Radiation Therapy for Prostate Cancer Increases Subsequent Risk of Bladder and Rectal Cancer: A Population Based Cohort Study
ABSTRACT Pre-prostate specific antigen era series demonstrated an increased risk of bladder cancer and rectal cancer in men who received radiotherapy for prostate cancer. We estimated the risk of secondary bladder cancer and rectal cancer after prostate radiotherapy using a contemporary population based cohort.
We identified 243,082 men in the Surveillance, Epidemiology and End Results database who underwent radical prostatectomy or radiotherapy for prostate cancer between 1988 and 2003. We estimated the incidence rate, standardized incidence ratio and age adjusted incidence rate ratio of subsequent bladder cancer and rectal cancer associated with radical prostatectomy, external beam radiotherapy, brachytherapy, and a combination of external beam radiotherapy and brachytherapy.
The relative risk of bladder cancer developing after external beam radiotherapy, brachytherapy and external beam radiotherapy-brachytherapy compared to radical prostatectomy was 1.88, 1.52 and 1.85, respectively. Compared to the general United States population the standardized incidence ratio for bladder cancer developing after radical prostatectomy, external beam radiotherapy, brachytherapy and external beam radiotherapy-brachytherapy was 0.99, 1.42, 1.10 and 1.39, respectively. The relative risk of rectal cancer developing after external beam radiotherapy, brachytherapy and external beam radiotherapy-brachytherapy compared to radical prostatectomy was 1.26, 1.08 and 1.21, respectively. The standardized incidence ratio for rectal cancer developing after radical prostatectomy, external beam radiotherapy, brachytherapy and external beam radiotherapy-brachytherapy was 0.91, 0.99, 0.68 and 0.86, respectively.
Men who receive radiotherapy for localized prostate cancer have an increased risk of bladder cancer compared to patients undergoing radical prostatectomy and compared to the general population. The risk of rectal cancer is increased in patients who receive external beam radiotherapy compared to radical prostatectomy. Patients should be counseled appropriately regarding these risks.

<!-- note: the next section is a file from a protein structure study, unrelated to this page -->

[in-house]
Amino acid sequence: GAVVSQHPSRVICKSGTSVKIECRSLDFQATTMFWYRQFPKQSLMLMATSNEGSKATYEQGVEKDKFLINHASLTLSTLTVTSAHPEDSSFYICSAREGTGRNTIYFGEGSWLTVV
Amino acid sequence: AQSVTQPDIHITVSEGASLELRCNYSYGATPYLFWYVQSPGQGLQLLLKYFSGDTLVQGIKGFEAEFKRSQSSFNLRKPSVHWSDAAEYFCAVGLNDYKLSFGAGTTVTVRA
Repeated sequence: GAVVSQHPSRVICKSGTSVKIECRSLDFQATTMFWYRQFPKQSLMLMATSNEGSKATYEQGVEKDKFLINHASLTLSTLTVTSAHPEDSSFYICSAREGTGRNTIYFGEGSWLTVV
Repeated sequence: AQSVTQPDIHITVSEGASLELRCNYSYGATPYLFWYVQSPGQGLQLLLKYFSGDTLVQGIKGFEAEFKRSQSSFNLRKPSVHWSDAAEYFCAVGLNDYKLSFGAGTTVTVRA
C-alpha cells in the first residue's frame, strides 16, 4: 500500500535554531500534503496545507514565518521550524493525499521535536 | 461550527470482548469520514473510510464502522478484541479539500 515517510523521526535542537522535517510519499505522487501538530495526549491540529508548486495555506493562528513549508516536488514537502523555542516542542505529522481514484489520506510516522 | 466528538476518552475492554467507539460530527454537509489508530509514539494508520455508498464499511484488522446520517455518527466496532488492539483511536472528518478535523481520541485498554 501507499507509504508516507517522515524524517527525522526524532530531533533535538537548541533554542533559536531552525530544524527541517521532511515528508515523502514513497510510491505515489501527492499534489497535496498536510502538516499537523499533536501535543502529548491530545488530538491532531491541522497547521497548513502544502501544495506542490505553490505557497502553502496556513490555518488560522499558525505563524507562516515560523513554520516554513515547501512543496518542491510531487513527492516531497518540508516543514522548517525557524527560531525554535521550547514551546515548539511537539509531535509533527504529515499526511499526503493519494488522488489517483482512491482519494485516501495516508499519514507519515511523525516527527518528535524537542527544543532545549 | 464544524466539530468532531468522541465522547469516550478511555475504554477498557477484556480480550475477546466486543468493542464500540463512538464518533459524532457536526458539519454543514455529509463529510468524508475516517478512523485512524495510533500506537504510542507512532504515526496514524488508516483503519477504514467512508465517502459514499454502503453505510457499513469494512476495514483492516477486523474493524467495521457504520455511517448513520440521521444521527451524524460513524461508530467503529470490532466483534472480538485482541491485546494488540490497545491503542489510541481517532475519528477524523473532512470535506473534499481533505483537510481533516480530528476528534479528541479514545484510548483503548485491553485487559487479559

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ABSTRACT: Objective: To investigate the risk of radiation-induced secondary malignancy in patients with prostate cancer. Methods: We identified 690 references from PubMed, Embase and the Cochrane Library before August 1, 2012, that reported secondary malignancy in patients with prostate cancer after receiving radiation therapy (RT), and finally four studies were included. We calculated summary estimates using random-effects meta-analysis. Results: The overall standardized incidence ratio (SIR) of secondary malignancy in patients with prostate cancer receiving RT to the general population was 1.14 (95% CI 1.04-1.32). In the subgroup analysis, no increment in radiation-induced secondary malignancy risk was detected. In terms of SIR with different follow-up intervals, there was no difference in SIR (>6 months; <5 years) (SIR = 1.19, 95% CI 0.75-1.89) and SIR (>5 years; <10 years) (SIR = 1.39, 95% CI 0.87-2.23). When the follow-up extended to >10 years, a significantly increased secondary malignancy risk was observed (SIR = 1.45, 95% CI 1.23-1.72). There is no significantly increased secondary malignancy risk in patients receiving no RT. Conclusion: RT is associated with increased secondary malignancy in patients with prostate cancer; this effect only become conspicuous more than 10 years after treatment. © 2014 S. Karger AG, Basel.Urologia Internationalis 08/2014; 93(3). DOI:10.1159/000356115 · 1.15 Impact Factor
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ABSTRACT: To compare the second malignancy incidence in prostate cancer patients treated with brachytherapy (BT) relative to radical prostatectomy (RP) and to compare both groups with the cancer incidence in the general population.International journal of radiation oncology, biology, physics 09/2014; 90(4). DOI:10.1016/j.ijrobp.2014.07.032 · 4.18 Impact Factor